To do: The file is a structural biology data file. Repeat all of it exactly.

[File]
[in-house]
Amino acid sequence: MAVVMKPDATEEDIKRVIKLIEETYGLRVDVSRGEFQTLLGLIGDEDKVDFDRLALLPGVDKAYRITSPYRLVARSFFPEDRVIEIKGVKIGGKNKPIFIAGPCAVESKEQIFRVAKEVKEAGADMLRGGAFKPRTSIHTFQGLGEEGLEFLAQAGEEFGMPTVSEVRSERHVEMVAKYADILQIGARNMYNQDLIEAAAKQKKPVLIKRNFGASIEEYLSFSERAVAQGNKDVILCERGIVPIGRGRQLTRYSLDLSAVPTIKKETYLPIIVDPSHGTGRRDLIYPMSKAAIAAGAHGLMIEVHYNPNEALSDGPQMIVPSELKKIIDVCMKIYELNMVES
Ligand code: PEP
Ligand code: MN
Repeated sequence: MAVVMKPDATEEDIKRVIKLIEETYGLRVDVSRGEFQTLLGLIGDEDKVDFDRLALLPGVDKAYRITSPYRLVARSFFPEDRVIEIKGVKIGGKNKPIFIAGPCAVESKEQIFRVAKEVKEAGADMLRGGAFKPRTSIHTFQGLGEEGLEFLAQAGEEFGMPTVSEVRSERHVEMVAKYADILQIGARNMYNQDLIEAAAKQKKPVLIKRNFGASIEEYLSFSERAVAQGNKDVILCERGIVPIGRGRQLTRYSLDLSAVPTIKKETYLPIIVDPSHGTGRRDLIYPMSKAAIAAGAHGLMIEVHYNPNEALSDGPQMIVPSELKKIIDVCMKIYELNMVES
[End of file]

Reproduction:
[in-house]
Amino acid sequence: MAVVMKPDATEEDIKRVIKLIEETYGLRVDVSRGEFQTLLGLIGDEDKVDFDRLALLPGVDKAYRITSPYRLVARSFFPEDRVIEIKGVKIGGKNKPIFIAGPCAVESKEQIFRVAKEVKEAGADMLRGGAFKPRTSIHTFQGLGEEGLEFLAQAGEEFGMPTVSEVRSERHVEMVAKYADILQIGARNMYNQDLIEAAAKQKKPVLIKRNFGASIEEYLSFSERAVAQGNKDVILCERGIVPIGRGRQLTRYSLDLSAVPTIKKETYLPIIVDPSHGTGRRDLIYPMSKAAIAAGAHGLMIEVHYNPNEALSDGPQMIVPSELKKIIDVCMKIYELNMVES
Ligand code: PEP
Ligand code: MN
Repeated sequence: MAVVMKPDATEEDIKRVIKLIEETYGLRVDVSRGEFQTLLGLIGDEDKVDFDRLALLPGVDKAYRITSPYRLVARSFFPEDRVIEIKGVKIGGKNKPIFIAGPCAVESKEQIFRVAKEVKEAGADMLRGGAFKPRTSIHTFQGLGEEGLEFLAQAGEEFGMPTVSEVRSERHVEMVAKYADILQIGARNMYNQDLIEAAAKQKKPVLIKRNFGASIEEYLSFSERAVAQGNKDVILCERGIVPIGRGRQLTRYSLDLSAVPTIKKETYLPIIVDPSHGTGRRDLIYPMSKAAIAAGAHGLMIEVHYNPNEALSDGPQMIVPSELKKIIDVCMKIYELNMVES